Furthermore, after the calculation of the beat frequency fb associated with the timing when the wavelength of the light emitted from the light source 21 is successively changed is completed, the signal processor 6 controls the driving signal generator 4 to radiate a predetermined ultrasound wave from the ultrasound transducer 26 to the living tissue LT and to successively change the frequency of the light emitted from the light source 21 from the maximum wavelength λmax to the minimum wavelength λmin. Then, the signal processor 6 lo calculates the sum of fb and fd (i.e., fb+fd), where fb is a beat frequency associated with the timing when the wavelength of the light emitted from the light source 21 is changed and fd is Doppler shift amount (the amount of frequency modulation) associated with the above timing, based on a second interference signal inputted under the above control and both the ultrasound wave drive signal and the light source drive signal outputted from the driving signal generator 4. The signal processor 6 outputs the result of the calculation to the PC 7. The calculation of (fb+fd) will be described in detail later.

The PC 7 comprises a CPU (central processing unit) 7a, which performs various types of calculation and processing, and a memory 7b serving as a storage unit and stores various data and others. The CPU 7a of the PC 7, which functions as a calculation unit, performs calculation based on the beat frequency fb and the value of (fb+fd). Thus, image data of the living tissue LT in the depth direction (Z-axis direction shown in FIG. 1) are produced. In addition, the PC 7 relates the produced image data to scan positional information which shows positions within a scan range (X-axis and Y-axis directions) where the scan can be performed by the scan unit 3, and the image data and the scan positional information, which are related to each other, are stored in the memory 7b.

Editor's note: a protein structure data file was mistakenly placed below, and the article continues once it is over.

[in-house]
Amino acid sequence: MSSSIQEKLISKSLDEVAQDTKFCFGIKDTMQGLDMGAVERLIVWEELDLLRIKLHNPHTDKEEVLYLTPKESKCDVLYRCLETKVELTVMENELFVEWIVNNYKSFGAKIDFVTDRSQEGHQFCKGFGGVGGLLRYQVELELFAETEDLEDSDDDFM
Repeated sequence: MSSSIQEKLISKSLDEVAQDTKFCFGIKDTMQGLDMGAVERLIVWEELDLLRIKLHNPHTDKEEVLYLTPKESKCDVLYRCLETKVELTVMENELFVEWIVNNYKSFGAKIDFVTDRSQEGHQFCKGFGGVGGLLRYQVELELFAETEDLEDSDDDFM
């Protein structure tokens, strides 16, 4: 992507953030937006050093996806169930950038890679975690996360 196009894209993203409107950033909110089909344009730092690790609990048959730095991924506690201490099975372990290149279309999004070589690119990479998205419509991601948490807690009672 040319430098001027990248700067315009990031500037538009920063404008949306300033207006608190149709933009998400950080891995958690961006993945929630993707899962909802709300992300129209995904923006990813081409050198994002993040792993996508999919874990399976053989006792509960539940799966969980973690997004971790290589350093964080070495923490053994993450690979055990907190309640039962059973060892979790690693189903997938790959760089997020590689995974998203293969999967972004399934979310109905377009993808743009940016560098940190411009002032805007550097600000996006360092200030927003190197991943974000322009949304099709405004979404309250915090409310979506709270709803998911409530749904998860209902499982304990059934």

Moreover, the CPU 7a of the PC 7 determines whether or not the current scan position that gives the image data is an end position of the scan range controlled by the scan unit 3. When it is determined that the current scan position is not the end, the scan signal generator 9 is controlled to change the scan position and radiate the ultrasound wave and light. The CPU 7a of the PC 7 also determines whether or not the image data for one frame have been stored in the memory 7b. When the determination for this storage is affirmative, the image data are converted to image signals to be outputted to the display unit 8.

The scan signal generator 9 provides scan signals to the scan unit 3 under the control of the PC 7 to radiate the ultrasound wave and light while changing the scan position in the X-axis and Y-axis directions.